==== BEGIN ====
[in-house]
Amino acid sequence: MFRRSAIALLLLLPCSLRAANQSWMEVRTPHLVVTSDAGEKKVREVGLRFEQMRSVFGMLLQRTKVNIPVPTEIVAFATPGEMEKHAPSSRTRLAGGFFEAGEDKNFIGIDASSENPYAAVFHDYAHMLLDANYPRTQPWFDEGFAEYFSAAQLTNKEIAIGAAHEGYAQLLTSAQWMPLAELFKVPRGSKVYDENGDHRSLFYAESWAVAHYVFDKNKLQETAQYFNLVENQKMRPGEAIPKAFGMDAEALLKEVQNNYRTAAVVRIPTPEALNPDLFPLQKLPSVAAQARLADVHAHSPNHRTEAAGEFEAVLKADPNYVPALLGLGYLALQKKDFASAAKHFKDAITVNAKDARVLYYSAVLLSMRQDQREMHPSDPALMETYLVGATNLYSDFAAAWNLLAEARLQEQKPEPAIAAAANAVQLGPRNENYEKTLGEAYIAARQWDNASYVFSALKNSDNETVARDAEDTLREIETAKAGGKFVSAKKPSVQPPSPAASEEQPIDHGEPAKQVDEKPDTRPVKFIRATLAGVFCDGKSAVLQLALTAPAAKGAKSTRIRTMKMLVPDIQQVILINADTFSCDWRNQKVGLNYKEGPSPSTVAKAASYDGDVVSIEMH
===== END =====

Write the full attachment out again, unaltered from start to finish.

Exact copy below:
[in-house]
Amino acid sequence: MFRRSAIALLLLLPCSLRAANQSWMEVRTPHLVVTSDAGEKKVREVGLRFEQMRSVFGMLLQRTKVNIPVPTEIVAFATPGEMEKHAPSSRTRLAGGFFEAGEDKNFIGIDASSENPYAAVFHDYAHMLLDANYPRTQPWFDEGFAEYFSAAQLTNKEIAIGAAHEGYAQLLTSAQWMPLAELFKVPRGSKVYDENGDHRSLFYAESWAVAHYVFDKNKLQETAQYFNLVENQKMRPGEAIPKAFGMDAEALLKEVQNNYRTAAVVRIPTPEALNPDLFPLQKLPSVAAQARLADVHAHSPNHRTEAAGEFEAVLKADPNYVPALLGLGYLALQKKDFASAAKHFKDAITVNAKDARVLYYSAVLLSMRQDQREMHPSDPALMETYLVGATNLYSDFAAAWNLLAEARLQEQKPEPAIAAAANAVQLGPRNENYEKTLGEAYIAARQWDNASYVFSALKNSDNETVARDAEDTLREIETAKAGGKFVSAKKPSVQPPSPAASEEQPIDHGEPAKQVDEKPDTRPVKFIRATLAGVFCDGKSAVLQLALTAPAAKGAKSTRIRTMKMLVPDIQQVILINADTFSCDWRNQKVGLNYKEGPSPSTVAKAASYDGDVVSIEMH